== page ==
The Star Beacon; Ashtabula, Ohio

May 15, 2014

Truck driving school to begin next month at Kent State Ashtabula

More than 100,000 positions available in industry

By STACY MILLBERG - smillberg@starbeacon.com
Star Beacon

ASHTABULA — The growing need for licensed CDL drivers has prompted a partnership among several entities to bring a truck driving school to the county.

A recent survey of local businesses, conducted by Growth Partnership for Ashtabula County, revealed that one of the leading positions local businesses have a difficult time filling is CDL drivers.

Ashtabula County Community Action Agency conducts community assessments and one thing it found its clients were looking for was job training, said Judith Barris, ACCAA executive director.

After hearing a presentation by Hattie Grubke-Barnard, Growth Partnership project manager, Barris said they started to look into starting a truck driving school in the county.

The closest truck driving school is in Lake County at the Auburn Career Center.

“We went looking to see what it would take to start a school and found Kreigh (Spahr), who is going to manage the program,” Barris said.

A short time later, the Action in Motion Academy was born.

It wasn’t long after that Kent State University Ashtabula Campus jumped on board and offered a place to hold the classroom portion of the program.

The first classes are expected to begin the first part of June, Barris said.

The program is licensed by the Ohio Department of Public Safety.

The first week of the four-week program will consist of classroom work, Spahr said. During the second through fourth weeks, students will be taught how to back up and properly drive on the road.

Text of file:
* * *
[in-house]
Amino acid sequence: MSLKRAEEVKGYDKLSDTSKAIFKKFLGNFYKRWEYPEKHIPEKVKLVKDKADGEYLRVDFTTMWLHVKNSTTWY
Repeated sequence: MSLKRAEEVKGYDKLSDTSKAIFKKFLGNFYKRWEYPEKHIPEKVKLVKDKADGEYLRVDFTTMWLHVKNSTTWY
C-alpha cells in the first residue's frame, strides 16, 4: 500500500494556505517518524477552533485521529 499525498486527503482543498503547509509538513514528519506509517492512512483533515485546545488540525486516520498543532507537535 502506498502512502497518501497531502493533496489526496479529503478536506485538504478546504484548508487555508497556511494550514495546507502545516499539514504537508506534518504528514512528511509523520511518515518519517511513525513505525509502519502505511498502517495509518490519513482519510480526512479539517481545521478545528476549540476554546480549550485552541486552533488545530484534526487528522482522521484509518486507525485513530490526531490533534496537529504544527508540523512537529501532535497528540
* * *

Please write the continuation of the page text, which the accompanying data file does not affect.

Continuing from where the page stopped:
“We’ll be using streets and highways in the county and surrounding areas,” he said.

The program consists of 160 or more hours of training. It is an all-inclusive program, in that students pay one price that includes the cost of an Ohio Department of Transportation physical and drug screening, a learner’s permit and all costs associated with any testing for a CDL license, Spahr said.

Job placement is also part of the program, he said. While a job cannot be guaranteed, Spahr said most students will receive three to five job offers at the completion of the program.

“The industry needs over 100,000 drivers, today,” he said.

Students will begin submitting applications for potential jobs almost immediately, Spahr said.

“Truck drivers are typically in their late 50s so in the next 10 years, there will be an increasing need,” he said. “The more trucks there are, the better off we are.”

Spahr said he is working with groups such as Women in Trucking, the Ohio Trucking Association and many other industry groups.

Students are required to be a minimum of 18 years of age and have a valid, unrestricted Ohio driver’s license. They must also be able to pass a DOT physical and drug screen, he said.

Tuition cost for the program is $5,000. Spahr said the starting salary for a licensed CDL driver is between $35,000 and $55,000 a year.

He said the community has been very supportive of the endeavor and several local businesses have donated services to help get the program off the ground.

K & H Trucking, of Ashtabula, donated a truck for the program. Truckman, of Geneva; TA Petra Corporation; Goodyear Tire and Service and many other companies in the county and throughout northeast Ohio have reached out to see how they can help, Spahr said.

“This is for the community’s success,” he said. “It’s not here for any one entity.”